Some nail products are truly hypoallergenic, but don’t consider the term a guarantee against allergic reactions. Pay as much attention to client reactions as you do to product labels.
When you think of "hypoallergenic," yon probably think of makeup. But the term has found its way into the nail industry and is becoming a more common product claim by some nail manufacturers. So what does it mean? The prefix "hypo" means "lower or less than," says Doug Schoon, director of research and development for Creative Nail Design Systems (Vista, Calif.).
"For example, if a particular substance has a tendency to cause a certain number of allergic reactions, a hypoallergenic version reduces that number. There is still a risk of an allergic reaction with a hypoallergenic product, but it is less likely to occur.
"Depending on a person's sensitivity, anything can cause an allergic reaction with prolonged use," Schoon continues. "For sensitive clients, it usually takes about four to six months of repeated exposure with nail care products to develop an allergic reaction [if a reaction is going to occur."
Currently, the Federal Drug Administration (FDA) has no regulations for cosmetics in defining what can be labeled hypoallergenic. However, says Allen Halper, a compliance officer with the FDA Office of Cosmetics and Colors, "Manufacturers who offer hypoallergenic products should have scientific evidence to substantiate their claim."
"Hypoallergenic is an ill-defined term," says Vincent Deleo, M.D., a dermatologist at Columbia University-Presbyterian Medical Center in New York. "Since there are no regulations in defining it, a hypoallergenic product is whatever the manufacturer wants it to be." For example, fragrances are highly allergenic, and if the manufacturer removes the fragrance from the product, it can be labeled hypoallergenic, explains Deleo.
"The most common allergens in nail products are certain acrylates, [which are found in UV gels]," says Deleo.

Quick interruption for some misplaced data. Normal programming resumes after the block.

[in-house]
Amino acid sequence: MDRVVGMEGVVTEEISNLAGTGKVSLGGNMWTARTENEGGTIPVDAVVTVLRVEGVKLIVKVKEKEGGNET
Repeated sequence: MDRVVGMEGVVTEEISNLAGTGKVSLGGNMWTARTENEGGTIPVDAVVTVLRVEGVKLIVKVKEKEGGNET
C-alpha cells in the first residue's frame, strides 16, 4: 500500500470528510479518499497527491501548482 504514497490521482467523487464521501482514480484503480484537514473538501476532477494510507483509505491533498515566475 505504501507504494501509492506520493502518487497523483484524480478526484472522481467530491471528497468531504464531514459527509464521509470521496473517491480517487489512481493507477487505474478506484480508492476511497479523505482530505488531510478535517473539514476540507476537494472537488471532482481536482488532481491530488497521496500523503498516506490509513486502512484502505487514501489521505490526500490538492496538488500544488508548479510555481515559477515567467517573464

Other common allergens found in nail products, which some manufacturers elect to remove so they can label the product hypoallergenic, are vitamin E (alphatocopherol), aloe vera, and parabens, says Edward Young, M.D., a dermatologist based in Sherman Oaks, Calif. "Though the product may not cause an allergic reaction to the nail or around the nail bed," he continues, "the client may touch the product to her eye or another body part and have a reaction."
Richard K. Scher, M.D., NAILS' Nail Doctor, says, "If the product comes in contact with the nail plate only and never touches the skin, even if a person is allergic to it, she will not get a reaction because the nail plate contains no live cells or blood vessels. But in applying almost every type of nail product, the nail technician is bound to get .small traces on the client’s skin, which may cause a reaction. And, if there are splits or breaks in the nail, the product can get into the nail bed, which may then become irritated."
Formaldehyde causes the highest incidence of allergic reactions, says Dr. Seller. For this reason, many manufacturers have produced formaldehyde-free products, such as nail polish.
Says Schoon, "Nail polish cannot cause an allergic reaction, but it can trigger a pre-existing allergic reaction that people usually get from nail hardeners." Why nail hardeners? Because they may contain up to 3% of the allowable free formaldehyde by law, says Schoon. In comparison, nail polish containing toluene sulfonamide formaldehyde resin contains .0015% of free formaldehyde.
"All of our nail care products are formaldehyde and toluene-free as well as hypoallergenic. We've removed the chemicals deemed ... to be potentially reactive," says Lewis Bercovitch, president and CEO of Divan Professional Nail Systems (Novato, Calif.), which has a product that supports to be hypoallergenic. Bercovitch admits that a client can still have an allergic reaction to a hypoallergenic product, but it is unlikely, he says.
"At this point, hypoallergenic is a marketing term," says Deleo.
Hypoallergenic claims are aimed at the end-user, since it's the client who benefits most.
Regardless of the claim, when buying hypoallergenic product don't assume that your client is not susceptible to a possible allergic re action. Take the same precaution as you would with any other nail product to ensure your clients safety, as well as your own.